Forcing people to fit into boxes they may be uncomfortable in has yet to be challenged in our world despite its harmful effects. Much of my anxiety around sharing my pronouns with my extended family stems from my fear of being forced into these uncomfortable gender boxes. I identify as non-binary to break free of these boxes, so being pushed back into them profoundly distresses me. 

And that is a burden my community and I must bear.

So even though I know I am not alone in my anxieties, and my extended family aren’t outright villains but just a product of hundreds of years of gender stereotypes gone unchallenged, it still remains a source of great struggle for me. 

I feel as if I’m being forced to choose between the lesser of two evils: sacrifice a part of my identity to avoid being invalidated by my extended family or risk backlash by being my truest self. Neither choice allows space for complete comfort.

And if you know me, you’d know that I am never one to stifle my voice. I lead our school’s Feminist Coalition Club; I have been involved in a group at Planned Parenthood working to provide inclusive sex-ed to teens; I’m no stranger to protests and marches. In short, I take pride in my ability to practice honest expression. Yet, now that I’ve experienced this fear of sharing my gender identity with my extended family, I feel like I’m letting myself down.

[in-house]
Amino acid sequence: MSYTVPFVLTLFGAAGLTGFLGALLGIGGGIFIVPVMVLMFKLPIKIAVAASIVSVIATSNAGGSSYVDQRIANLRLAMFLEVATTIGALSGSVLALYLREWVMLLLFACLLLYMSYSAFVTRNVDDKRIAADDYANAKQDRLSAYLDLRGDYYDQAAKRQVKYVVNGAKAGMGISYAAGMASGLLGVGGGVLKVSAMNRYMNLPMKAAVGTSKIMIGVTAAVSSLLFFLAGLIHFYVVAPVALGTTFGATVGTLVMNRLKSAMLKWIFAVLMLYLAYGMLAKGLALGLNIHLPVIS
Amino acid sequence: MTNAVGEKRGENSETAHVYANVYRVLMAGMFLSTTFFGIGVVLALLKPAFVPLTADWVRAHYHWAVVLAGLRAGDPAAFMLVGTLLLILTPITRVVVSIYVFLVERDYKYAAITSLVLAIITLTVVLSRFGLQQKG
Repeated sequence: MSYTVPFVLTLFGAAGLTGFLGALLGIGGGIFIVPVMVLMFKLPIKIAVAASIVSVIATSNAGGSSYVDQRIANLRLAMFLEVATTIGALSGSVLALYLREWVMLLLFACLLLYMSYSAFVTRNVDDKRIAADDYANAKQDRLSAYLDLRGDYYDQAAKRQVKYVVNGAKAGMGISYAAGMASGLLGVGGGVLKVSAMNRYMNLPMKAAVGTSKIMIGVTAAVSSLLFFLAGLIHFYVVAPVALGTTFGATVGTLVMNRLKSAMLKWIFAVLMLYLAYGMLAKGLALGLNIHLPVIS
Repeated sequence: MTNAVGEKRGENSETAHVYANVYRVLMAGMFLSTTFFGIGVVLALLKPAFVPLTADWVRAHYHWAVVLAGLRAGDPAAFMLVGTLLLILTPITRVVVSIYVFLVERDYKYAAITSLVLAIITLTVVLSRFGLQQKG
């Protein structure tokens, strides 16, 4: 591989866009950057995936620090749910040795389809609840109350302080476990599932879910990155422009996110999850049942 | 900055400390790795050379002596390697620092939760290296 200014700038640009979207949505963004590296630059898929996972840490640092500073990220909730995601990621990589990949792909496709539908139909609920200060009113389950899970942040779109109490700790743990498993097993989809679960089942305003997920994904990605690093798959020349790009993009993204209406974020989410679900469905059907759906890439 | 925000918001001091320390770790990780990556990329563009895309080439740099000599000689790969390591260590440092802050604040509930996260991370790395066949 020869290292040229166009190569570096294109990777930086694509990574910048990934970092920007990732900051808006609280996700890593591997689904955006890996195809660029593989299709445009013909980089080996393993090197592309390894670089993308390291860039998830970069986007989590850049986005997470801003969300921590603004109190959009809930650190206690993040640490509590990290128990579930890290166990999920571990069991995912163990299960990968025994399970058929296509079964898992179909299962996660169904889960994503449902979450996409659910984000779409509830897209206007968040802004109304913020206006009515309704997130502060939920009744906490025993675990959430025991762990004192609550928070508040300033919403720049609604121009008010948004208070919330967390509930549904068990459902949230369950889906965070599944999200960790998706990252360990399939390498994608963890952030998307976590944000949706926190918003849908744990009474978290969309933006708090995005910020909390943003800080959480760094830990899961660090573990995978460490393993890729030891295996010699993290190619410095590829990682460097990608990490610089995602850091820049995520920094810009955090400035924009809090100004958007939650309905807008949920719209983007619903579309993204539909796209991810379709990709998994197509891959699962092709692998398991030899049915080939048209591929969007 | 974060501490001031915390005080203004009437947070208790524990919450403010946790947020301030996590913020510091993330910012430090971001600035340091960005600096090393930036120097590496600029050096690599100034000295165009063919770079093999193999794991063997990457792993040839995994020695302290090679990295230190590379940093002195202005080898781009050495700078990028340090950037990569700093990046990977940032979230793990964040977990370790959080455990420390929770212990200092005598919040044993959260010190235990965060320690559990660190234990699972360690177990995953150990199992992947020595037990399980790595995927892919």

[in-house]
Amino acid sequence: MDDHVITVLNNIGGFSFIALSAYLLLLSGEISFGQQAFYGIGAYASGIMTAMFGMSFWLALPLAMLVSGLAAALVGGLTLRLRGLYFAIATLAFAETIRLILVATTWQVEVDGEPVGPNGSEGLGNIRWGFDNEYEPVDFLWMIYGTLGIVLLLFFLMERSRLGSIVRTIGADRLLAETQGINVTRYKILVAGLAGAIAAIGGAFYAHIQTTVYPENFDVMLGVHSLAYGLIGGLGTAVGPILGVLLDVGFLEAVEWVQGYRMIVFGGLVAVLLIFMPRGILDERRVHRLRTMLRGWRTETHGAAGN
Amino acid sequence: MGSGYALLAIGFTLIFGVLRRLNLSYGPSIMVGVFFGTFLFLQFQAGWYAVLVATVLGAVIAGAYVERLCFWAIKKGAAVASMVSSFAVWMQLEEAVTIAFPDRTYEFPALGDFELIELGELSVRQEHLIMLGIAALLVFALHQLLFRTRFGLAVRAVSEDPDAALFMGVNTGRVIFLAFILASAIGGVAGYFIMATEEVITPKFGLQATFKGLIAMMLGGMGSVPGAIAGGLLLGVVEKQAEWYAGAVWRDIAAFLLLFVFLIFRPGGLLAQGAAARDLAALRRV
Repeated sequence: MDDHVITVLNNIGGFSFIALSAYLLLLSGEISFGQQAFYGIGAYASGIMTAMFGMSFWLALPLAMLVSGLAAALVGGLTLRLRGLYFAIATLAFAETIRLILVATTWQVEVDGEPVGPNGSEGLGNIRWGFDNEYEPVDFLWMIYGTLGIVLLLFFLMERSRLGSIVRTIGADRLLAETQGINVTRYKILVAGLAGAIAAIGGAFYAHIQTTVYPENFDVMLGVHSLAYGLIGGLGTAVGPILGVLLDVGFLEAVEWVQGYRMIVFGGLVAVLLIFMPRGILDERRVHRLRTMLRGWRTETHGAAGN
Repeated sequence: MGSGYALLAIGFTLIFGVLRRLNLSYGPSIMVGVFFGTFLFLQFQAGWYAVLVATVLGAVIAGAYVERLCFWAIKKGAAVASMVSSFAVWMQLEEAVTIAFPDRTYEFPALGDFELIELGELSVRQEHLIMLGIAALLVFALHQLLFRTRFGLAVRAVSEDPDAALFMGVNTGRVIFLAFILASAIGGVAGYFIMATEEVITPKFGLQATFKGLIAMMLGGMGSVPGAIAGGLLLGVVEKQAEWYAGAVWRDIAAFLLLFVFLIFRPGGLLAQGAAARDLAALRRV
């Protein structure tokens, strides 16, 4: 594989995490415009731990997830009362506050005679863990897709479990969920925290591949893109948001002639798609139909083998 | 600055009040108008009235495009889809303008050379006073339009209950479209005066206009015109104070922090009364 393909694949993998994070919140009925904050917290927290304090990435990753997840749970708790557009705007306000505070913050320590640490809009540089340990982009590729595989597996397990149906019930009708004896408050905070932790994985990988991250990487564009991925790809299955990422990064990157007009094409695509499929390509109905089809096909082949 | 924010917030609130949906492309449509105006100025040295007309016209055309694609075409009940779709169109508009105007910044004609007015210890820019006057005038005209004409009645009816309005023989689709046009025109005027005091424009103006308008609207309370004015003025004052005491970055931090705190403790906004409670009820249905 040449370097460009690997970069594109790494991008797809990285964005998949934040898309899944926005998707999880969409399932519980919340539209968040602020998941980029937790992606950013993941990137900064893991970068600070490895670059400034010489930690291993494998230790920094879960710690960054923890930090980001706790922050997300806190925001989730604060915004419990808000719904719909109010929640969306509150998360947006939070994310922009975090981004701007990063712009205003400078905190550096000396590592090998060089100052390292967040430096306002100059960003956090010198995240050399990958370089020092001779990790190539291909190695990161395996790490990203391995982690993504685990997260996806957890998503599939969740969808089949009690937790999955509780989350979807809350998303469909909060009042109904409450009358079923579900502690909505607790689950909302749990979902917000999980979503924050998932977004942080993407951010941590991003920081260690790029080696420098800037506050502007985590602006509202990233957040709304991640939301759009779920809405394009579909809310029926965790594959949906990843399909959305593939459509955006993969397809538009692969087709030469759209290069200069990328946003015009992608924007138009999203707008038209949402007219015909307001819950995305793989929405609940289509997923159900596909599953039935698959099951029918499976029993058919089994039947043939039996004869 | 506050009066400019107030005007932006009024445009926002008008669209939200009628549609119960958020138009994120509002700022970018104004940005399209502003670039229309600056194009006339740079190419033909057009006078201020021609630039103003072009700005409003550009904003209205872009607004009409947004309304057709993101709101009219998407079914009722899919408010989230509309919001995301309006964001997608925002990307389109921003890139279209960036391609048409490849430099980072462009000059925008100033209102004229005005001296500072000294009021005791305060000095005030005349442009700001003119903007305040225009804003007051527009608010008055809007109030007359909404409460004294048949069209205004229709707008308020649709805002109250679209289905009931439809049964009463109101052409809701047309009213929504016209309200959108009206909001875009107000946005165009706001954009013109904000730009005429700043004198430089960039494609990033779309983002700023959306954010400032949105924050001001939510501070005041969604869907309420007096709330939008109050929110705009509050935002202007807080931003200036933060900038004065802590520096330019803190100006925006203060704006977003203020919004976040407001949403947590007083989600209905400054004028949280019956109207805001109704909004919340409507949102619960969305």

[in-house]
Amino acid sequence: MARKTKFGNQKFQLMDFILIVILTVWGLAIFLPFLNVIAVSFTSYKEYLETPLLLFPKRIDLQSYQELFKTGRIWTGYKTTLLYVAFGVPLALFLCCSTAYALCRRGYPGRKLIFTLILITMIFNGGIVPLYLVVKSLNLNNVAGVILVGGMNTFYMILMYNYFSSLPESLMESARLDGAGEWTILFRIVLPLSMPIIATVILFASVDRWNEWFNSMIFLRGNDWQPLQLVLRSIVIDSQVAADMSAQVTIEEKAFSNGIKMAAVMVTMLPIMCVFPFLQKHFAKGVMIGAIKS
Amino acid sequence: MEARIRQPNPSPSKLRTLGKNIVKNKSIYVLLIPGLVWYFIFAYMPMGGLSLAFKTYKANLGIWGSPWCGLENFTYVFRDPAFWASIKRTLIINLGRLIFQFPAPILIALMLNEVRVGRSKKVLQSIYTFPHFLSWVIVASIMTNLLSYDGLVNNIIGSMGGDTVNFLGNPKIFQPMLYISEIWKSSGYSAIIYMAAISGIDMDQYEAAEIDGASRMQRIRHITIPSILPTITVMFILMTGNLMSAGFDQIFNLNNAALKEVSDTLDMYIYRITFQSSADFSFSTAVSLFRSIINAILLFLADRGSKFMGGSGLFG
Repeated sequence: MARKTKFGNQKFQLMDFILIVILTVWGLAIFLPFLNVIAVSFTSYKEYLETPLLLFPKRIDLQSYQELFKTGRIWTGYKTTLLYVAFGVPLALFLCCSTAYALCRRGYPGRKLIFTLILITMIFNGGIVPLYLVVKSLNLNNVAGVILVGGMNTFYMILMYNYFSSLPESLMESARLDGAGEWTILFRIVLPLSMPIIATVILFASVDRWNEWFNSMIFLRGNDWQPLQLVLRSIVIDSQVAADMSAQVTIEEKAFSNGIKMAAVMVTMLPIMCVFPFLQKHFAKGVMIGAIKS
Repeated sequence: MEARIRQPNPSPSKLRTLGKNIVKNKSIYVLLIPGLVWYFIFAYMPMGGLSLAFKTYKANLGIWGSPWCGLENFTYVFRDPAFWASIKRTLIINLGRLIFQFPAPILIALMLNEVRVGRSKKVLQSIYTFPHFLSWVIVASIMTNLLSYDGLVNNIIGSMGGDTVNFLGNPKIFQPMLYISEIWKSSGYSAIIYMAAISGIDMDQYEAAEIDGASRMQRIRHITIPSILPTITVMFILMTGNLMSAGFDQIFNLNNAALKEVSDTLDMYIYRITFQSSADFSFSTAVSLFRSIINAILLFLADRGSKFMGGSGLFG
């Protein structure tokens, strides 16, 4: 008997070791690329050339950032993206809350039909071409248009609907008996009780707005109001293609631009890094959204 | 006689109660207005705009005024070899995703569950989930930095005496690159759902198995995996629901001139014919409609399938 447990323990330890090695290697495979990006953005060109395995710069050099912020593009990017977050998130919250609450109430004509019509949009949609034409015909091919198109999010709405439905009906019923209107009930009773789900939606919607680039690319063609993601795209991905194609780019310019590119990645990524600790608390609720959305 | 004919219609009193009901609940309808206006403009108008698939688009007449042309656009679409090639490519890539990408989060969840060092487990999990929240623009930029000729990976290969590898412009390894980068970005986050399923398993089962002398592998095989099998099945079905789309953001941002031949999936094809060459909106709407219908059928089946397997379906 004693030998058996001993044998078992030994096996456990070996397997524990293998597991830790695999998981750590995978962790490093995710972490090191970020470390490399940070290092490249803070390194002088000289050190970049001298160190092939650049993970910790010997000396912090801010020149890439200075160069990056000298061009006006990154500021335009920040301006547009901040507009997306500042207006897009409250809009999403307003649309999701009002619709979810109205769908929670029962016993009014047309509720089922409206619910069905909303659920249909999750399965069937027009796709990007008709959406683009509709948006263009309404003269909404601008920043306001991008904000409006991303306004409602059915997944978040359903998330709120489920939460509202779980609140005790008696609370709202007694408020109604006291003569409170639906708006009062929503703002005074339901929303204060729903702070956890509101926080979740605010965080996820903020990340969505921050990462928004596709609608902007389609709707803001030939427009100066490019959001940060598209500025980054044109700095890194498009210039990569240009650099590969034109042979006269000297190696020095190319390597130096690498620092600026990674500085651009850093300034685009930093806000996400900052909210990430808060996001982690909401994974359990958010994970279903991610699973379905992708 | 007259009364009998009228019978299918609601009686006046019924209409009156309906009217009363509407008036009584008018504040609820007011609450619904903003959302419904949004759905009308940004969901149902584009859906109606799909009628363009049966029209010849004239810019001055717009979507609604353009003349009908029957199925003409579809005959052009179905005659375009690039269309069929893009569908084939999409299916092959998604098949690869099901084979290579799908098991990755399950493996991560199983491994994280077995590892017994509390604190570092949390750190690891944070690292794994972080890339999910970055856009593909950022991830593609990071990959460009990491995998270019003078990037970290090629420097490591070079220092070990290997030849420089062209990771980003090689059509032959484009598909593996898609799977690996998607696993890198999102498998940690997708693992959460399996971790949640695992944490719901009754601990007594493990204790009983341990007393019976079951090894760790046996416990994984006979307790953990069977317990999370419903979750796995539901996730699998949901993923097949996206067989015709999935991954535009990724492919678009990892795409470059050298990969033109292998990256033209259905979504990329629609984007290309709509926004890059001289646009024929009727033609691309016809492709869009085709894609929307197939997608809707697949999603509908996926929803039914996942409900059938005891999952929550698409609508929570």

This leads me back to my original conundrum: For those of us who aren’t entirely out to our extended families but know we will be around them A LOT over the holidays, what are our options? Let’s break them down.

The way I see it, one can make two general choices when determining how to handle a queer holiday season. You can either:

– Avoid the topic of your identity altogether

or,

– Make the bold decision to bring up the matter and make your family members aware of your identity. 

The first option is the one I’ve been drawn to lately. I’ve been too anxious to tell my extended family about my pronouns because it’s never felt like the right time; I’ve been weary of how they’d react and because, in the past, they’ve shown that they’re not the most progressive individuals so therefore, I’ve kept quiet to avoid the risk. Many other queer people will choose this path, too. It’s easy, it’s safe, and it’s usually comfortable. If your leaning toward this option, know that this is completely valid.

But for me, I think I’m ready to try option 2. For me, taking the path of avoidance has caused me to feel like I’m neglecting a huge part of my identity. It feels fake and, instead of comfortable, it’s been making me feel quite the opposite actually. This is why I’ve been battling the anxiety of coming out to my extended family. This discomfort is why I hope this holiday season will be different, and I’ll finally choose the second option.

The second option is what I consider to be the bold one. In this situation, you liberate yourself from the shackles of fear and wear your identity on your sleeve. Maybe you stand up at the dinner table and announce your pronouns to the world or pull all your family members aside to chat more intimately with them. However this option looks for you, it is certainly a brave choice.